One of a dozen children from a poor family in rural eastern Tennessee, Dolly Parton left for Nashville the day after she graduated from high school.

Her first song to hit the Billboard charts was “Dumb Blonde,” though she herself is not. She’s often said it costs a lot of money to maintain her cheap look, and she’s become one of country music’s most successful artists and entrepreneurs. Parton is a prolific songwriter with a pretty voice. She has her own straightforward, usually positive visions of home and love, and, apparently, a theory that any song longer than three minutes wastes radio time and any album with more than about 10 songs is overkill. Three classics, now reissued — Coat of Many Colors (1971), My Tennessee Mountain Home (1973), and Jolene (1974), each with a classic title song — established Parton as a solo artist rather than as Porter Wagoner’s duet partner and helped open up country music to more than the traditional handful of female artists. All three reissues (with a total of nine bonus tracks) are closer to her country roots than some of the later folk-pop songs that propelled her to crossover stardom in the late 1970s.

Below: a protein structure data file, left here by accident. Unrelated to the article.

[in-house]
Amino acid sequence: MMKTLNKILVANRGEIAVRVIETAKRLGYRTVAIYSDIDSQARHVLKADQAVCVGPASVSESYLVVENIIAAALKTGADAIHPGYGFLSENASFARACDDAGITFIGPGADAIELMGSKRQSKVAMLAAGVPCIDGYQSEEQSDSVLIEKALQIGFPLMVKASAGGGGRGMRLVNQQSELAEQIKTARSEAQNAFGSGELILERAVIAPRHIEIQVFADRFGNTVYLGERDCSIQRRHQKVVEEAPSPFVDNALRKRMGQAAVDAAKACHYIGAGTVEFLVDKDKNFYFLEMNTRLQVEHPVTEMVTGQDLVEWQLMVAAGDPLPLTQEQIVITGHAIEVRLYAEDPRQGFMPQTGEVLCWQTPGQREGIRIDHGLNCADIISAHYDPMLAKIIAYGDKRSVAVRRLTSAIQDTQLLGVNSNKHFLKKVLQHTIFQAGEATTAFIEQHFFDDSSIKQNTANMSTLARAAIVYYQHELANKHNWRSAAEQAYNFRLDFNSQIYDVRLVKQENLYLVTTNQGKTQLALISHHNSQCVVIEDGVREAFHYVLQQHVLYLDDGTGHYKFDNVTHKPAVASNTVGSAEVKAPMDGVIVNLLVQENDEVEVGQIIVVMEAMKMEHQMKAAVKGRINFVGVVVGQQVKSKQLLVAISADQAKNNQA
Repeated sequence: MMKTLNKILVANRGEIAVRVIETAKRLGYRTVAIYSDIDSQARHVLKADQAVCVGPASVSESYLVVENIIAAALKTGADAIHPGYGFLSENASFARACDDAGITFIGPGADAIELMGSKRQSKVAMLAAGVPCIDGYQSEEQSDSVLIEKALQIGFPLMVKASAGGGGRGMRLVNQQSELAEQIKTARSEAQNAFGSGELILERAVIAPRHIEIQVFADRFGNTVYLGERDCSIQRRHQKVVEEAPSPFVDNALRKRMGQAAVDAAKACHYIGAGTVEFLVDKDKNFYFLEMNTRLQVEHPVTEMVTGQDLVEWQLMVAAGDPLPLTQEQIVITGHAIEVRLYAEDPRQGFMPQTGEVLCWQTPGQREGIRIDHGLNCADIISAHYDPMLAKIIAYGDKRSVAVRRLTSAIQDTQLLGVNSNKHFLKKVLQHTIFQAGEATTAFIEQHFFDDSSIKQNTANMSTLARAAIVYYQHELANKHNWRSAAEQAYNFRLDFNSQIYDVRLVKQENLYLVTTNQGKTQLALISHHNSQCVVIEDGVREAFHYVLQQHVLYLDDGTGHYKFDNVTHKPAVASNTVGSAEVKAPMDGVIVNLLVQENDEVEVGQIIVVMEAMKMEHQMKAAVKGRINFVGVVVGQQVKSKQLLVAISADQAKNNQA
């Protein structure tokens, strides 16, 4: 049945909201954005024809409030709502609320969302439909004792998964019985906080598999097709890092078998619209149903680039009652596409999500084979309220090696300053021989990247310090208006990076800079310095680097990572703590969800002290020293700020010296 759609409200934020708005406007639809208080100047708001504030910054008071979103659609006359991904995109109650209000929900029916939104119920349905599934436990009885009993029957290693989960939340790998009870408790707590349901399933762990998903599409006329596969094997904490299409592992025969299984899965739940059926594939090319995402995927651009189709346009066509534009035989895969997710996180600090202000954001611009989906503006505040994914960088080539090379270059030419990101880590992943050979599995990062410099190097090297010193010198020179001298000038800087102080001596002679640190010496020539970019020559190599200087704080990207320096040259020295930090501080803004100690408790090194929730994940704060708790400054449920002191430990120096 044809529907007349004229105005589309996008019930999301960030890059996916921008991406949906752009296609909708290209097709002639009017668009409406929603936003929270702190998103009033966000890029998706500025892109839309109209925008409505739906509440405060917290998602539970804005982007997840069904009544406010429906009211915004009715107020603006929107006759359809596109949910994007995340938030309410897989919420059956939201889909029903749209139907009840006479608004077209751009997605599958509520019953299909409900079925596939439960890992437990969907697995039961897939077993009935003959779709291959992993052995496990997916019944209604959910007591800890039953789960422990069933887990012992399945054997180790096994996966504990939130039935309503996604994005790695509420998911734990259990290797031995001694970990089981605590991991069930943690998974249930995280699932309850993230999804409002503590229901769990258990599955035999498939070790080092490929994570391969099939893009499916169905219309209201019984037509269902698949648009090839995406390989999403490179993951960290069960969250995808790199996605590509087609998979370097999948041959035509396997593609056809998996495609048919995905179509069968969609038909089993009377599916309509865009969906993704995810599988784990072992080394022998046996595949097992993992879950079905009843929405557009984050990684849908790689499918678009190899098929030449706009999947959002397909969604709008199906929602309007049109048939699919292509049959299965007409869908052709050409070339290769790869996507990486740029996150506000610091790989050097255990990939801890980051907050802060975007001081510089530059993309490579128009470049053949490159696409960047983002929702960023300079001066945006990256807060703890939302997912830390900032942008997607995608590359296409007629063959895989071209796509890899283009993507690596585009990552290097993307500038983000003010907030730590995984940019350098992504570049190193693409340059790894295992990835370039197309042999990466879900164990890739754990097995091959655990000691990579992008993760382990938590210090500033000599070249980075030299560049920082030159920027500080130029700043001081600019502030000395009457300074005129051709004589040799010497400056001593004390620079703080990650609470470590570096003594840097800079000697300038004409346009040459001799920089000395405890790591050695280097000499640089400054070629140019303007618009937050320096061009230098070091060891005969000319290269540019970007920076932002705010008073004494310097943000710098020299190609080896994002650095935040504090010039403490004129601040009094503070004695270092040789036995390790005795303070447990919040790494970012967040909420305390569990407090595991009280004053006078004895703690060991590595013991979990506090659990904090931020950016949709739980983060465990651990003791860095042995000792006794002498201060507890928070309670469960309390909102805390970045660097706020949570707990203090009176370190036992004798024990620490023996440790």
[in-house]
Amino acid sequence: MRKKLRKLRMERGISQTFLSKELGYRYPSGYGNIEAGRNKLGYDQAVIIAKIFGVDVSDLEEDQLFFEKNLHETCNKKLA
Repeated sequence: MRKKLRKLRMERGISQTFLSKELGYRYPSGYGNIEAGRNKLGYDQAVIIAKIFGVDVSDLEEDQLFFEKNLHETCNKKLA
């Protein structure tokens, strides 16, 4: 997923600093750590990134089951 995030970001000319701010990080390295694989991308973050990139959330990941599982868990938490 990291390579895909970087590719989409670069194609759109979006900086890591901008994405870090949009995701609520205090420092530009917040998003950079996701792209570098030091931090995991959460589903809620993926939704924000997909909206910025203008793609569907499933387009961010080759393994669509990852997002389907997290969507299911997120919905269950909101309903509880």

Altogether, Parton has 25 gold, platinum, and multi-platinum records, 26 No. 1 Billboard hits; and total sales of more than 100 million records. Her earnings have obviously made her rich — and also revitalized the economically starved area where she grew up, with her Dollywood theme park and other investments. The most prophetic of the 40 songs on these reissues is “Down on Music Row,” which includes the line “If you want to be a star, that’s where you’ve got to go.” The song recounts Parton’s move to Nashville where, early on her first morning, she ate a stale sweet roll on the steps of the RCA building, washed her face in the fountain at the Country Music Hall of Fame, and began knocking on doors.-Tom Geddie